Electric Truck Mount

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Here's the plot... It produces 200 inches of water-lift. :)

We're talking about a portable, not a truckmount. Truckmounts have blowers rated by CFM. Portables are typically rated by inches of water-lift. With a truckmount it's normal to run a hundred plus feet of hose, so CFM is important. With a Porty running a relatively short hose (normally 25-50 feet) water-lift is important.

The new Airwatt vac motors are high efficiency motors that can produce higher water-lift, with less current draw than older style vac motors could provide. There are a few portables that now use the Airwatt motors. These vac motors produce suction that's impressive for any portable user.
 
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2-6.6 vacuum motors in series will give you 200 inches plus of sealed vacuum. Open flow it will give you aprox 138 CFM. In parallel it will give you about 130 inches sealed vacuum and 200 plus cfm. Either way, it's a pretty decent machine. You don't want to leave it in the van and call it a truck mount but as a portable it will perform well. Good price too.
 
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Here's the plot... It produces 200 inches of water-lift. :)

We're talking about a portable, not a truckmount. Truckmounts have blowers rated by CFM. Portables are typically rated by inches of water-lift. With a truckmount it's normal to run a hundred plus feet of hose, so CFM is important. With a Porty running a relatively short hose (normally 25-50 feet) water-lift is important.

The new Airwatt vac motors are high efficiency motors that can produce higher water-lift, with less current draw than older style vac motors could provide. There are a few portables that now use the Airwatt motors. These vac motors produce suction that's impressive for any portable user.
Well the thread is about electric truckmounts.......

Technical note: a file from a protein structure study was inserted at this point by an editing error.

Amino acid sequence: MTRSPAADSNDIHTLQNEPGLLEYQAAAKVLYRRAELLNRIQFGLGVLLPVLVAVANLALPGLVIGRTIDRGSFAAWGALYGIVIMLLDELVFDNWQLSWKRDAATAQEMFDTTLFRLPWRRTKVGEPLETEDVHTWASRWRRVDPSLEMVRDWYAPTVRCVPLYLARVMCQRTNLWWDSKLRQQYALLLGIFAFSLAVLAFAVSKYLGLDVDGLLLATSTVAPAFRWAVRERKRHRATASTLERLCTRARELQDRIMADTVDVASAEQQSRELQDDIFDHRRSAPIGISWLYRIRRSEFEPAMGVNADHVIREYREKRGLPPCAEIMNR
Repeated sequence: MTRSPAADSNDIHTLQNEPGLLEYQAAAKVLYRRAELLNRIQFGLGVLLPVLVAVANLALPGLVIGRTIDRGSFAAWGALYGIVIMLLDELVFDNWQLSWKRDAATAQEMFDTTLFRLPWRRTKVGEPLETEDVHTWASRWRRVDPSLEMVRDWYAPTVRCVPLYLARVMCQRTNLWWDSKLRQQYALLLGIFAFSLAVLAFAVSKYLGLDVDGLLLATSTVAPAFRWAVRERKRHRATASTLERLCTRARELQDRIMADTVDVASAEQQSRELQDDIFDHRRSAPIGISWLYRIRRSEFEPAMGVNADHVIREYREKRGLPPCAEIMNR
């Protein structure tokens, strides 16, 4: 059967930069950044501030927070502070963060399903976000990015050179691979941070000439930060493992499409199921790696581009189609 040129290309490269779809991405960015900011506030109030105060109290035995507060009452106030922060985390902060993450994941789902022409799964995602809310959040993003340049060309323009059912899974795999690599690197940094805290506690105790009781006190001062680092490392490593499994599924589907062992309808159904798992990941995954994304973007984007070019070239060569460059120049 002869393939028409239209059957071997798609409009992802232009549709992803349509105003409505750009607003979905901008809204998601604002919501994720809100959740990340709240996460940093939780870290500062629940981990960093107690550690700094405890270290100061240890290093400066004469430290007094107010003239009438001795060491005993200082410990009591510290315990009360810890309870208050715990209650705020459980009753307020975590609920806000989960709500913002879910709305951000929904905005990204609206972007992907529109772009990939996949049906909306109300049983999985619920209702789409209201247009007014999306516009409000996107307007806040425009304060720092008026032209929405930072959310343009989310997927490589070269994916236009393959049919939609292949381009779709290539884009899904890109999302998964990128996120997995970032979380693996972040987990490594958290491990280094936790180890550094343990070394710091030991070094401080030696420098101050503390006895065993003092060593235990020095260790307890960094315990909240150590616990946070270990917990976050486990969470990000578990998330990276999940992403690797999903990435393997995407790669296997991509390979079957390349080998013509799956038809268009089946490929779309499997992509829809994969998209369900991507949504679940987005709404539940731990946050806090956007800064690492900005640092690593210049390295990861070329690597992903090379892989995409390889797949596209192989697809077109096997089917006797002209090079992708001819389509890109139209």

A vacuum performance curve would be helpful in determining the performance one could expect running their porty from the truck.

I know it can be done
ported.jpg


You seem like the guy to ask. Ed is too busy pretending he ran an 11 truck resoil empire.........instead of saying he is the manufacturer of the unit in the op (he'll say that is my fault)
 
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58 cfm @ 68" water lift for a single blower, using the 3/4" orfice rule of thumb.
Much harder to calculate performance from a truck. You dont have any drop in suction but the longer the hose, the bigger the drop in CFM. The longer the hose, the more CFM you need. You can measure it in time. Put on a certain length of hose, seal it and time how long it takes for the motors to rev up to full capacity. Then add more hose and repeat. You will find the longer the hose, the larger the time lag.
 
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In either scenario airflow IN equals airflow out, and the easiest place to measure this is at the exhaust of either blower. Length of hose won't change this, only the "rise time" and "fall time" from maximum vacuum level. The variable is leakage and vacuum relief if used. The resistance of each hose, elbow or tank element will not change the IN = OUT fact, but will increase the power required to maintain it.

Vacuum hoses and waste tanks have measurable capacity, and this form of "capacitance", like a capacitor in an AC circuit can store and release vacuum power to some degree. Thus smaller tanks and shorter hoses have shorter rise/fall times.

The energy required to move air thru the system increases at the square of its increase in speed. This is the main bottleneck in portable systems, the power required just isn't available to compete with a gas engine.
 
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Life sucks but it is life.

My mother had back surgery 2 months ago. Rehab and back home for a month. Now pain is back and we to call Hospice.

It's not always what we want. You do the best with what is thrown at you. Enjoy the gift of life, it goes by fast.
Sorry to hear, your right you can only play the cards as they are dealt but some hands are harder to play than others.. all the best!
 
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Well the thread is about electric truckmounts.......

A vacuum performance curve would be helpful in determining the performance one could expect running their porty from the truck.

Here's the configuration curve for the two vac motors in the Truckport.
http://excellent-supply.com/assets/images/Ametek_Lamb_2-Stage_6-6_Airwatt_Configuration.pdf

I'm not a fan of running a portable from the truck. Electric "truckmounts" have their limitations. Running long hose runs off an electric blower will see a fall off in performance. It's easy enough to just roll the machine inside and have it close to the area being serviced.
 

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